Network Analytics Become More Distributed, Prevalent & Deeper in Networks Driven by NFV Acceptance & IoT Scale Growth

Authored by Bill Beckett, Saisei Founder and Chief Strategy Officer

Screen Shot 2016-02-01 at 11.43.22 AMEveryone is talking about new uses of analytic data, sensors, telemetery and the role of IoT devices driving a lot more data analysis. This is true across many sectors but perhaps none as much as IP networks where analytic data itself traverses. The abundance of new devices, sensors, wearable tech and other things connecting to the Internet via both wireless and fixed networks are driving massive amounts of IP traffic and the need to better understand the traffic through analysis. This ironically creates more and more traffic if done in traditional ways of streaming flow data – typically NetFlow or IPFIX records to central locations for processing.

The idea of centralized, massive data NetFlow/IPFIX analysis and the streaming of data to these central locations breaks with IoT scale, and networks have to become more intelligent analytically. This network analytic intelligence also has to be distributed.   In 2016, I think we will see major new trends emerge in this area.

#1 – Independence finally from central reporting and collection servers – distributed analytics on-demand

Streaming network analytic data across networks to centralized collection sites will give way to analytics-on–demand – available in each network location and alerting central sites only when analytic events are detected. Instead of ingesting uber amounts of network analytic data at centralized servers, these servers will program analytic events at each remote point in a network and get informed only when these events happen.

As NFV sees wider adoption this year, the availablity of general-purpose computing in our networks will rise tremendously. Networks have traditionally had compute power for forwarding planes but very little for general computing. NFV will change this and enable networks based on general-purpose hardware to have massive amounts of general computing resources compared to networks of the past.   This new compute power will enable network functions to have analytic data capabilities far more intelligent than in the past and it will be ‘the beginning of the end’ of streaming analytic data about networks to “big data” servers for processing.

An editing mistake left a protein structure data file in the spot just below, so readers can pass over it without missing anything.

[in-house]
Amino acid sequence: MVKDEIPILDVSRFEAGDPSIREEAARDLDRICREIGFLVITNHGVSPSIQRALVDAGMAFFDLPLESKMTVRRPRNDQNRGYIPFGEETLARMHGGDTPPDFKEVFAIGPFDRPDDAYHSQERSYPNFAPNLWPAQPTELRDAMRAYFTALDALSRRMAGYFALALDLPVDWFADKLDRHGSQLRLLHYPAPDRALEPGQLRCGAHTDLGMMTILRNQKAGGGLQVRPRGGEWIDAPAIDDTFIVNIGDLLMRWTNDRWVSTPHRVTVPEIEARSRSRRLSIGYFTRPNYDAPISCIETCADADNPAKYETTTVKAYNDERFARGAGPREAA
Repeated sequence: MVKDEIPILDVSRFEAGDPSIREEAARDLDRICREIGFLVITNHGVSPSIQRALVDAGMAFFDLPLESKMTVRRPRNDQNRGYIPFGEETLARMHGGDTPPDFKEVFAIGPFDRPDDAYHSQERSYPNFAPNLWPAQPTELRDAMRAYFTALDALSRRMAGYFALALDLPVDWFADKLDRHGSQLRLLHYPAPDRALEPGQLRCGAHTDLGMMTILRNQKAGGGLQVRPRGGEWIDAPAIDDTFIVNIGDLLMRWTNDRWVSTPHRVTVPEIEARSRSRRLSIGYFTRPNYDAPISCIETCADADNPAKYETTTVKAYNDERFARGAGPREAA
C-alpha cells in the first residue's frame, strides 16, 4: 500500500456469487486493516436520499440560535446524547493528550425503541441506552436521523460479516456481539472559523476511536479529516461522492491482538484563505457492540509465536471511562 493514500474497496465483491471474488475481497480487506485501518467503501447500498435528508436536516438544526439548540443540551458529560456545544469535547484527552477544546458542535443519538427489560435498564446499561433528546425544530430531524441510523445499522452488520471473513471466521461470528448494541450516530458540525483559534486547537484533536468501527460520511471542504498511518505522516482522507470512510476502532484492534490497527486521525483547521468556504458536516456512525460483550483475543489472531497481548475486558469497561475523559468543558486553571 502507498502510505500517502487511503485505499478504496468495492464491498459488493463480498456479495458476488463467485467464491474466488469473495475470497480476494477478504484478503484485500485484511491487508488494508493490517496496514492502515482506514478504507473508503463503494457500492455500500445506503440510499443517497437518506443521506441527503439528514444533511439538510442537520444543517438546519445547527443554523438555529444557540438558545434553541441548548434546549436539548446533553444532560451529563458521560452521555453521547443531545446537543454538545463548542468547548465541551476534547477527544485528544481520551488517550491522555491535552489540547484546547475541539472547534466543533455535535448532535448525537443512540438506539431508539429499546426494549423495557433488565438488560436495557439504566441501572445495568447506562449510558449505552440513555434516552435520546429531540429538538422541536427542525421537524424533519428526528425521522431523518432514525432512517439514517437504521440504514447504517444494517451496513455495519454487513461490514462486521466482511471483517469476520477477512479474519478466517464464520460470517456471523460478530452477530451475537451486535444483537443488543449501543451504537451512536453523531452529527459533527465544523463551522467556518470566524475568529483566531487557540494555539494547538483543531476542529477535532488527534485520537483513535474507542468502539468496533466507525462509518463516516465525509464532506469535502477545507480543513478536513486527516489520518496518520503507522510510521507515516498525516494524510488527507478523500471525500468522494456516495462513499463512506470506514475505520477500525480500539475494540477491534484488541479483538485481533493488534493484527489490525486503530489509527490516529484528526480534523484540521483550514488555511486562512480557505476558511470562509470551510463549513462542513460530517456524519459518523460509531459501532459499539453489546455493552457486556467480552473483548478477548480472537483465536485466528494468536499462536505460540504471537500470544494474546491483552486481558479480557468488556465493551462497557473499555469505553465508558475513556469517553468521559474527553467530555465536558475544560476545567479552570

Network analytics will become distributed, even to thousands of sites in the largest networks, than become available on-demand on an as-needed basis without the need for building massive infrastrucrture and overhead on networks just streaming NetFlow or IPFIX to a central location for processing.   The former big data collectors, that ingested massive amounts of network flow data centrally, will begin getting just tiny amounts of pre-processed data from each site and be used more often to program the distributed analytic systems to only report when analytic thresholds are passed.

The bottomline of this, I think we’ll see many network operators move to a distributed analytic model vs. a streaming model like NetFlow or IPFIX to gather the best analytic and telemetry data from their networks.

#2 – Time to take actions on analytic events will drop to 0.0 seconds!

Because intelligence about networks will be distributed in just about every location, there will no longer be big delays between detecting analytic events at a central site and having to trigger actions remotely to respond to them.   Network devices will be able to detect and act on complex analytic data as the event occurs and act on them without delay.

If your networks are taking analytic data and telemetry to central big data collectors and waiting minutes or more for useful calculations or map reduction to place, then you’re waiting far too long for taking intelligent actions on analytics.

#3 – User quality of service will vastly improve with tighter coupling of analytic data and traffic control during network events

In 2016, we’ll see scenarios where, for example, real-time network analytic data will sense that all customers’ Webex and Salesforce IP streams in one location are experiencing major application distress — despite there being no major physical network errors identified on the network.   Further real-time analysis will tell the operator that the same BGP AS paths exist for accessing both Webex and Salesforce, and the network operator will make a decision to shutdown a BGP peer, which resolves the issue and eliminates the distress from Webex and Salesforce applications from the CSP’s customer base.

In the past, this same incident would go unnoticed by operators, result in dozens to hundreds of calls, cost hundreds human of support hours and take 1 to 3 days to detect and resolve the issue. No more, this year we will see all this happen within a few minutes.